Iditarod 2023 wrap

Wednesday,  03/15/23  10:47 AM

So, it's a wrap!  The top ten mushers have finished, and the rest of the field are at various stages of making their way to Nome. 

Congrats to Ryan Redington, 2023 Iditarod Champion, pictured at right with his lead dogs!

Here's the current situation, as seen by the flow tracker:

Following Ryan, Pete Kaiser opened up a lead on Riche Diehl for 2nd, and Matt Hall had a strong final run for 4th.  Note Jessie Holmes run - he passed Kelly Maixner at Safety to finish 5th.  Eddie Burke won the three-team race for 7th and also top rookie, outmushing Matthew Failor and Mille Porsild (who was top female musher).  Wade Mars continued his late sprint to beat Hunter Keefe for 10th.  The psychology for the remaining teams is interesting; with the top ten already in, many are taking long rests.  At this point it's more about finishing strong than finishing fast.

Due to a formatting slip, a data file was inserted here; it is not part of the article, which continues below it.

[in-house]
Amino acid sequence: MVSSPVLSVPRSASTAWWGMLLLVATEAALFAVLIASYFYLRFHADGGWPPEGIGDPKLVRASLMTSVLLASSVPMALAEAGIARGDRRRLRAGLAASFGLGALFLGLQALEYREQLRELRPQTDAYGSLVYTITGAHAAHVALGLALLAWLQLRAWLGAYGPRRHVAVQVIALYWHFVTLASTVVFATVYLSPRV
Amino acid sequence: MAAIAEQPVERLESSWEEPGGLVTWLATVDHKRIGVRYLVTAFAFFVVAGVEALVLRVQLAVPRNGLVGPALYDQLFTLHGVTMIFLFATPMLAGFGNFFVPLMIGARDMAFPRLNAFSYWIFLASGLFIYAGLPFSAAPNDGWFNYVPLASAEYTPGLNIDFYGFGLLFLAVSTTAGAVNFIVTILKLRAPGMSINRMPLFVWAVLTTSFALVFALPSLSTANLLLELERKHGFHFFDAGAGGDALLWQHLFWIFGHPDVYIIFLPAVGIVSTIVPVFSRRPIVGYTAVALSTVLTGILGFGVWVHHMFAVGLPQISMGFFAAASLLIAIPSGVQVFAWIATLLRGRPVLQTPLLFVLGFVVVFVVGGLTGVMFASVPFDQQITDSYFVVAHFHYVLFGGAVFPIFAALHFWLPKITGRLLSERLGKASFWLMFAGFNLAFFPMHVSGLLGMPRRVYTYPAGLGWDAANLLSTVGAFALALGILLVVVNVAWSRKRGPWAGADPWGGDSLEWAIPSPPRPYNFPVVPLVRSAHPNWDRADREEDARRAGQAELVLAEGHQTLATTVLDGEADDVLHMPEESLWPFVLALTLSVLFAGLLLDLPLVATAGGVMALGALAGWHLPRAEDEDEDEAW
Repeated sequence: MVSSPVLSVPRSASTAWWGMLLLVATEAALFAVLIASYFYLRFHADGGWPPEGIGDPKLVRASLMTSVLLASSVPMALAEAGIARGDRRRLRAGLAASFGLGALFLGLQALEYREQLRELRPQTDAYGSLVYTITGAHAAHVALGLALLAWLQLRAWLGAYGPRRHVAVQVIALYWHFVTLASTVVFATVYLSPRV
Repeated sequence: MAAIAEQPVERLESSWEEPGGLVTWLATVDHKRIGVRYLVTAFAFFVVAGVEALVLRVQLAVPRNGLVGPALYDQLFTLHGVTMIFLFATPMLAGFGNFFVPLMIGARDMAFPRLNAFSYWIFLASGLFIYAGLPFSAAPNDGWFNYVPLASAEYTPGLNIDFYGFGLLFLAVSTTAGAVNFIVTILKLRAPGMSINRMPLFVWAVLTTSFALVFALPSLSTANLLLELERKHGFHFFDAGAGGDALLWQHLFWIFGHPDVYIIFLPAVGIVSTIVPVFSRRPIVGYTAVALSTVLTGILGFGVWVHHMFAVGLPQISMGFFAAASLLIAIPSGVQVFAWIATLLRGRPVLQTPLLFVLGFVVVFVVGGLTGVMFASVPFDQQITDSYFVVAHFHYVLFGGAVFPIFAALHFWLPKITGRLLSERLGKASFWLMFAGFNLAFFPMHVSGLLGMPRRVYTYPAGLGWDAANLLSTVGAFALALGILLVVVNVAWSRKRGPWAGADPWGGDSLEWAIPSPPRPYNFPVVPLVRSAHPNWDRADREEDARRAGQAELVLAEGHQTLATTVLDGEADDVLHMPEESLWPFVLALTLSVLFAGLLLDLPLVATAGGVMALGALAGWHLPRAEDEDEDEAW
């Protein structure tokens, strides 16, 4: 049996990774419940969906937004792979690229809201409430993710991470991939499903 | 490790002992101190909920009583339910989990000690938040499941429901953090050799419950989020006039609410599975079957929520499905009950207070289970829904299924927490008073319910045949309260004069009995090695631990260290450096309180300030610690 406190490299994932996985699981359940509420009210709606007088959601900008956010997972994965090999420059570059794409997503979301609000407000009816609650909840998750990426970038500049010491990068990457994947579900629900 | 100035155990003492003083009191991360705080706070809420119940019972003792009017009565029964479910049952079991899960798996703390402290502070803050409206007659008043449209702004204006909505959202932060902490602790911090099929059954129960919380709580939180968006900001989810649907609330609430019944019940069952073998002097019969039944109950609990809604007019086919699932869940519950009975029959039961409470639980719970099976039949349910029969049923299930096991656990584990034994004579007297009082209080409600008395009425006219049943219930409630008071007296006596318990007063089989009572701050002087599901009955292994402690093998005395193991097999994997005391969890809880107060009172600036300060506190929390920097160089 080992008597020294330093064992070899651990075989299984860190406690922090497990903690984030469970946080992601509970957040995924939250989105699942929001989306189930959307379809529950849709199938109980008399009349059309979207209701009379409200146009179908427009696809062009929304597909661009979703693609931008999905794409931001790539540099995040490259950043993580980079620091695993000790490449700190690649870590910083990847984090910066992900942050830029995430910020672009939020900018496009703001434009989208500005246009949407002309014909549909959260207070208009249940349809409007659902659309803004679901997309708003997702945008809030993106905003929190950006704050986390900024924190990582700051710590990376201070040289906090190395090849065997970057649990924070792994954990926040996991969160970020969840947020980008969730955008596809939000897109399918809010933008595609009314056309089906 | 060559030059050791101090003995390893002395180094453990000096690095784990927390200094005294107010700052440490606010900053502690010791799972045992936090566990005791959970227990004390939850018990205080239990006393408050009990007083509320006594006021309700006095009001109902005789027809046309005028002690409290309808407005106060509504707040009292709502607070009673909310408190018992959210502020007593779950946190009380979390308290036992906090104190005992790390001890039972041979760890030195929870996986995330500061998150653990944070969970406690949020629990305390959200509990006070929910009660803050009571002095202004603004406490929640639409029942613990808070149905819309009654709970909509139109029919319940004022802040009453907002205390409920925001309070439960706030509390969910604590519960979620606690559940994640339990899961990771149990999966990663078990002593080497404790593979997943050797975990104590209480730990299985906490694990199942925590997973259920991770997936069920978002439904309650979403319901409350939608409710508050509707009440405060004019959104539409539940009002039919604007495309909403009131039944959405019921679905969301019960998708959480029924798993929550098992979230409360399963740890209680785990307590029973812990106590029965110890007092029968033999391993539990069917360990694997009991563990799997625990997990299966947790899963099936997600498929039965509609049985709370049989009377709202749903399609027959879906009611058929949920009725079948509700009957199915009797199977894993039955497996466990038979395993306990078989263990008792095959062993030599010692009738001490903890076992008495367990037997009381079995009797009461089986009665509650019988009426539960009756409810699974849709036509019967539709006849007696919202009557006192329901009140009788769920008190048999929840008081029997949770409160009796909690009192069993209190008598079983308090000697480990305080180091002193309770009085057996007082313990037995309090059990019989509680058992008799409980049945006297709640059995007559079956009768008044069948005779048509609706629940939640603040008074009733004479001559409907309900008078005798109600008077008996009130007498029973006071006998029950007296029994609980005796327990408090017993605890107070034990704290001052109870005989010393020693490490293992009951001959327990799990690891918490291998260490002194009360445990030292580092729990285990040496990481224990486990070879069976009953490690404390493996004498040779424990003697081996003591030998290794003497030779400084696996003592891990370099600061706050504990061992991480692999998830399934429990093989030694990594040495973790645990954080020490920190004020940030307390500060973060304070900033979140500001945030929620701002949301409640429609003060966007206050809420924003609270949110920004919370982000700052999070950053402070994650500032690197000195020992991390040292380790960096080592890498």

At the other end of the field sadly Eric Kelly scratched at Shaktoolik, leaving a big group there "competing" for the Red Lantern.  It might be a few more days before they make it to Nome.  I'll leave the tracker running and you can check in on their progress.

With this post I'll end the 2023 Iditarod saga; here's an index of all my posts:

2/27 9:46PM warming up for the Iditarod
3/4 10:19PM Iditarod start
3/6 2:06PM Iditarod day one
3/7 8:21AM Iditarod day two
3/8 11:09AM Iditarod day three (a day off)
3/9 9:17PM Iditarod day four (and they're off)
3/10 10:34PM Iditarod day five (along the Yukon)
3/11 12:42PM Iditarod day six (anyone's race but Brent)
3/12 9:26PM Iditarod day seven (across the ice)
3/13 10:30AM Iditarod day eight (the turning point)
5:08PM Iditarod day eight, too (everyone everywhere)
3/14 10:54AM Iditarod day nine (heading Nome!)
3/15 10:47AM Iditarod 2023 wrap